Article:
Back in May of this year, I checked in on the massive new development transforming the long moribund northwest side of the Lafayette Square neighborhood. I think most people know the story: the wealthy area declined and industry moved in (though that’s not entirely true, as early sources show that dirty industry had always been neighbors of the mansion in Lafayette Square). Nonetheless, the infamous Praxair explosion and fire seems to have ended the neighborhood’s uncomfortable relationship with even light industry, and such a large parcel of land is now being transformed.
I more or less like what I see so far, with logically sized houses facing their historic counterparts across Hickory Street, with the big apartment building facing Chouteau Avenue.
It reminds me of the Star Shoe Factory over on the other side of the neighborhood. It’s good enough for what we can expect in the third decade of the 21st Century.
I’m still waiting for the rebuilding of the historic stone cottage.
Note how its footprint does not align with the street grid, showing how it was constructed before the laying out of the subdivision that it now finds itself in.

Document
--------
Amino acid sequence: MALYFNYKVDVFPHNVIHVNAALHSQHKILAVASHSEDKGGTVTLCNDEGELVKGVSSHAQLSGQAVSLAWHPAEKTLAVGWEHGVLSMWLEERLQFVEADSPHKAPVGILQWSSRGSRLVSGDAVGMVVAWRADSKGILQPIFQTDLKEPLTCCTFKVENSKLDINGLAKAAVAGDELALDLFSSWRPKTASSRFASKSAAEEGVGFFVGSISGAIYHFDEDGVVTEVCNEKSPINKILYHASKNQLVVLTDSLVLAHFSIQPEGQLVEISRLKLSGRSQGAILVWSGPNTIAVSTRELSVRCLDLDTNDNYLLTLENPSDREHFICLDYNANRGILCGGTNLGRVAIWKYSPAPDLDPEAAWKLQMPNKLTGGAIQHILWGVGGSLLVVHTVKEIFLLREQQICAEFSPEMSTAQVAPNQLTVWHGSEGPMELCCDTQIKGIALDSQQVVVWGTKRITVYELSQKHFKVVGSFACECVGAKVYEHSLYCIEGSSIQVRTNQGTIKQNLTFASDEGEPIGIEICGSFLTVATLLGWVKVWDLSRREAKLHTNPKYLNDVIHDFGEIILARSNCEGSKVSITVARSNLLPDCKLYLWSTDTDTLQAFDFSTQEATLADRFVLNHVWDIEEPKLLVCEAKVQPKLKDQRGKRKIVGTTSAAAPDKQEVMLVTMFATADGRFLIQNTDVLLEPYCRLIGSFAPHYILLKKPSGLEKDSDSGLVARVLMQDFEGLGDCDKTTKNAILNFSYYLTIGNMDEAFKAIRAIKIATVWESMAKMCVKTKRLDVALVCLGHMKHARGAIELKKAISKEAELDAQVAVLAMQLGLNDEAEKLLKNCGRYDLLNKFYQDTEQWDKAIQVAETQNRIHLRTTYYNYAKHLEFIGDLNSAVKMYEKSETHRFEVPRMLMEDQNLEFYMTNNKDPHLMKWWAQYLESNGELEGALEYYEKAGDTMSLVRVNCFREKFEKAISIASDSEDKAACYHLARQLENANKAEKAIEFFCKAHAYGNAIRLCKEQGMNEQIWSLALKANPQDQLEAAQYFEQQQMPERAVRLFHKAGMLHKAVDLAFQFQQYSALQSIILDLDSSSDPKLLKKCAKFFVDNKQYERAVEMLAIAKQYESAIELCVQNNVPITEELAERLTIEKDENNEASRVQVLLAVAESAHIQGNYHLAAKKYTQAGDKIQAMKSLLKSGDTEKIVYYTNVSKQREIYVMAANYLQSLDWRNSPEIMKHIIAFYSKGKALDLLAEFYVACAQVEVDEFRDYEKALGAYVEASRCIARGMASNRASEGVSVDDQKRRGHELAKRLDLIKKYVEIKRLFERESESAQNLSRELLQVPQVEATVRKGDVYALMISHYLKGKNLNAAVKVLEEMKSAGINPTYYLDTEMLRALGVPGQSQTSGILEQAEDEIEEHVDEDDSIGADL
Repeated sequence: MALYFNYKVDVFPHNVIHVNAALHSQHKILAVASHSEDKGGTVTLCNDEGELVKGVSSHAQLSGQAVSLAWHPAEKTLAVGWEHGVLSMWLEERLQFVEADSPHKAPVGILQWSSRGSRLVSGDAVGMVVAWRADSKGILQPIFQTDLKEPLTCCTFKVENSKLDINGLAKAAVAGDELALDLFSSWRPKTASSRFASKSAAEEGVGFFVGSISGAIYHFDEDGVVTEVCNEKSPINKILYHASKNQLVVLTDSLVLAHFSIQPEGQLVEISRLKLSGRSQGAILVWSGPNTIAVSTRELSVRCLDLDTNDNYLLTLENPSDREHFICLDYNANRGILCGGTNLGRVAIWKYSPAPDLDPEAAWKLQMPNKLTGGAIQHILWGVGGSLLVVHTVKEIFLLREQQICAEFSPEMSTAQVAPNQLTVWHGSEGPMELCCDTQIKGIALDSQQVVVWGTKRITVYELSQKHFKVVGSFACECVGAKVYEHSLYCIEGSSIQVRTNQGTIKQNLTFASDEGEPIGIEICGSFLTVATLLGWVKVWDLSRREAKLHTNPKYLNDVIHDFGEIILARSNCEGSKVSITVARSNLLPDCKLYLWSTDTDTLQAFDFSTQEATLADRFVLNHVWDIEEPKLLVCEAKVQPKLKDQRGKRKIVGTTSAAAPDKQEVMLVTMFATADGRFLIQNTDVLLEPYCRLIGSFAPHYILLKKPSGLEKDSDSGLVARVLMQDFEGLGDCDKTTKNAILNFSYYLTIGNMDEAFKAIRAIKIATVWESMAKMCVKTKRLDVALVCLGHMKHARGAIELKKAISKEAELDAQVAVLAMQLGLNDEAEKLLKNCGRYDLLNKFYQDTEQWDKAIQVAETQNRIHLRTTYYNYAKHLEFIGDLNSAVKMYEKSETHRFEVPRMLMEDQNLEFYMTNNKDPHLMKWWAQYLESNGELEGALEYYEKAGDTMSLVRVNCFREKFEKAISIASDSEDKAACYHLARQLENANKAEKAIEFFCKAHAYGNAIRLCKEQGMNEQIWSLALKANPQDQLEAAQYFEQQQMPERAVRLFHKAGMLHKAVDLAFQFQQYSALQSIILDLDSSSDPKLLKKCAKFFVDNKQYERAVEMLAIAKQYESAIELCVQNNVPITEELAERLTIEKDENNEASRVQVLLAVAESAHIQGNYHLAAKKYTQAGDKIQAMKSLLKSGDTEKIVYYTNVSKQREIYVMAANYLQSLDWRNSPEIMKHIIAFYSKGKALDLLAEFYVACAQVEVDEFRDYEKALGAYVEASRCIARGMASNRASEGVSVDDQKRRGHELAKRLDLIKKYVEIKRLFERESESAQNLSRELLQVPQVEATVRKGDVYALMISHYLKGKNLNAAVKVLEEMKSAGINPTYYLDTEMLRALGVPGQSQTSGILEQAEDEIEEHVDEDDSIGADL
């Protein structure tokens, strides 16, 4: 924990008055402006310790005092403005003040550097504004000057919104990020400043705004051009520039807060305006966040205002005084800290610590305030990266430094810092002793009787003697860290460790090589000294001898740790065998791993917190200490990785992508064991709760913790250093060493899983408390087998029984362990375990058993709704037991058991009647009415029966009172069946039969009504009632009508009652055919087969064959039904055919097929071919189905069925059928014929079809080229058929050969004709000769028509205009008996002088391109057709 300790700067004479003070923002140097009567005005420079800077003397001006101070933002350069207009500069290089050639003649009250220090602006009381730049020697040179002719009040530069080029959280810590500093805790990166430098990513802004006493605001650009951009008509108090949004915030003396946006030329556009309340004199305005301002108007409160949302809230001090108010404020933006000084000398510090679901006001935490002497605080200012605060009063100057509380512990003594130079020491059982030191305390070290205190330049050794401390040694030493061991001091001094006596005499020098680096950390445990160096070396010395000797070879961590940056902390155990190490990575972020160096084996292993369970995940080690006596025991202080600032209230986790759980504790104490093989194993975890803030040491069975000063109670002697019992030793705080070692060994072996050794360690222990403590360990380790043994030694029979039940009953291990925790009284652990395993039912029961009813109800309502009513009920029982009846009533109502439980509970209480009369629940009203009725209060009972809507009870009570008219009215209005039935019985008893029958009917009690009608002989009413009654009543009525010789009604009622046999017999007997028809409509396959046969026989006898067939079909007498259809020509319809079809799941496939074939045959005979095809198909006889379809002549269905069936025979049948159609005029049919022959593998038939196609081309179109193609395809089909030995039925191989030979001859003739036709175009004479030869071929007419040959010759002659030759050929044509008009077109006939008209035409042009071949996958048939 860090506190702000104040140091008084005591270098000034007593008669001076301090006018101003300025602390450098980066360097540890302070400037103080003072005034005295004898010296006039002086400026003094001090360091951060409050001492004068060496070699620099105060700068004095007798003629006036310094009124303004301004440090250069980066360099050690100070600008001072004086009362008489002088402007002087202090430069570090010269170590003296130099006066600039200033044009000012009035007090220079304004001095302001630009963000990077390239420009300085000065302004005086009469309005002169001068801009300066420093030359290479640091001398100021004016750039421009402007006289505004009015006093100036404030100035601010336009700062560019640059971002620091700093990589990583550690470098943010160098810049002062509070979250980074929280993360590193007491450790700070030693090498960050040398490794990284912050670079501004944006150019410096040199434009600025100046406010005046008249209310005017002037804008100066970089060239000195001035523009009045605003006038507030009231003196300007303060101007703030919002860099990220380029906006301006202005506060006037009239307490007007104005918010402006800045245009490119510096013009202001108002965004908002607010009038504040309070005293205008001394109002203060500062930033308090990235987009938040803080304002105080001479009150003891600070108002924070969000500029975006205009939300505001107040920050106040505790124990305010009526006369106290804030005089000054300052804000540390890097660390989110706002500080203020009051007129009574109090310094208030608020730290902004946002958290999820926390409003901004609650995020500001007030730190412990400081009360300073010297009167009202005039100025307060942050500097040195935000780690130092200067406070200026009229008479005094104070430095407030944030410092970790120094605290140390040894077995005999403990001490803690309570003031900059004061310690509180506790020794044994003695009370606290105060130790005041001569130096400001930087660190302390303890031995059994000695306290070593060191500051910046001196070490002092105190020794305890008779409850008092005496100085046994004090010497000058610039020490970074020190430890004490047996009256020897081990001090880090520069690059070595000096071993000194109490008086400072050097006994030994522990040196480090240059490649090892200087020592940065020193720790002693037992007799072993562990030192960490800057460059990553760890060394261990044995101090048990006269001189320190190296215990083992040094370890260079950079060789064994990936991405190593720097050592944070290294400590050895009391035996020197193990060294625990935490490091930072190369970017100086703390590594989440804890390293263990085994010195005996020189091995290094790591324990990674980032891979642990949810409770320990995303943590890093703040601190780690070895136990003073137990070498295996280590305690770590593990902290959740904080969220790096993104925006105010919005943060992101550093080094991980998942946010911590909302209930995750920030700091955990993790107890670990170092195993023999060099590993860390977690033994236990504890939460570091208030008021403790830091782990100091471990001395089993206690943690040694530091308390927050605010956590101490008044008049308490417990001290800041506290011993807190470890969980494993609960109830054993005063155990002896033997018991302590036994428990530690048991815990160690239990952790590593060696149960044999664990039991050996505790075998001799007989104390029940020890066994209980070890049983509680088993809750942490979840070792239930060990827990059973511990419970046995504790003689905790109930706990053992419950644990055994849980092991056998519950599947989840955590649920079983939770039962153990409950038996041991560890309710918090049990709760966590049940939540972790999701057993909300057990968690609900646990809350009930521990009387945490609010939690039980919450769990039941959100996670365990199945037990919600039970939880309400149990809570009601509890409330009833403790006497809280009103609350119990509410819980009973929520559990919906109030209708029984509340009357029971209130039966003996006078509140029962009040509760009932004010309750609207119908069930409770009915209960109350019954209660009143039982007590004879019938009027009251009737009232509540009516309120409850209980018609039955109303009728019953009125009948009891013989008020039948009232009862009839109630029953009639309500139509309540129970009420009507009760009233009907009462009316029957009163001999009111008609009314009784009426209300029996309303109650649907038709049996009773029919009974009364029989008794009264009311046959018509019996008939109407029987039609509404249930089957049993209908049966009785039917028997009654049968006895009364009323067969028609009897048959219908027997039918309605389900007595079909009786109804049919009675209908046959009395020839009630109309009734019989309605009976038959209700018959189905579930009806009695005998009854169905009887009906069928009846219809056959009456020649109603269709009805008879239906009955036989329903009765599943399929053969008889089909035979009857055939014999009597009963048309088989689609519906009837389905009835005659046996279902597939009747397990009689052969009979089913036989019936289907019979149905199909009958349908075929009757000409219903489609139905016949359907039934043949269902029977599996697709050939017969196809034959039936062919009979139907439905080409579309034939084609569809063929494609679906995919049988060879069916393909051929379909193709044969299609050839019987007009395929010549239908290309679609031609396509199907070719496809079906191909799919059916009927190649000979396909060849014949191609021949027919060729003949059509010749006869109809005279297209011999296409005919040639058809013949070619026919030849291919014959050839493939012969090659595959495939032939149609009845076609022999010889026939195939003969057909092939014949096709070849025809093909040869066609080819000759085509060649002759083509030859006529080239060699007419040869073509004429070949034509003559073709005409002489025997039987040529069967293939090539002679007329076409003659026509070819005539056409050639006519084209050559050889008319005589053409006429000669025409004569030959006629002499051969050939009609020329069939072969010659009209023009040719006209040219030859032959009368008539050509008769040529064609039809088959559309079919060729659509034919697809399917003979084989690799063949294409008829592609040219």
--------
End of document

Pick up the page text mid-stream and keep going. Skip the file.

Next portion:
There is an interesting row of houses, with an accompanying corner store, heading to the west on Hickory Street.
Not all of Lafayette Square was wealthy, as I remind readers.
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Most Modernists would hate these new townhouses and label them ‘kitsch’, a term they often use for architecture that seeks to emulate older styles. In fact it’s refreshing to see a development that seeks to coordinate with the neighborhood and not stick out like a sore thumb. There are locations where you can experiment with design ‘innovations’ but this is not one of them. I’m sure there are covenants in place to insure any development meets design standards. Thanks for posting an update on this charming community.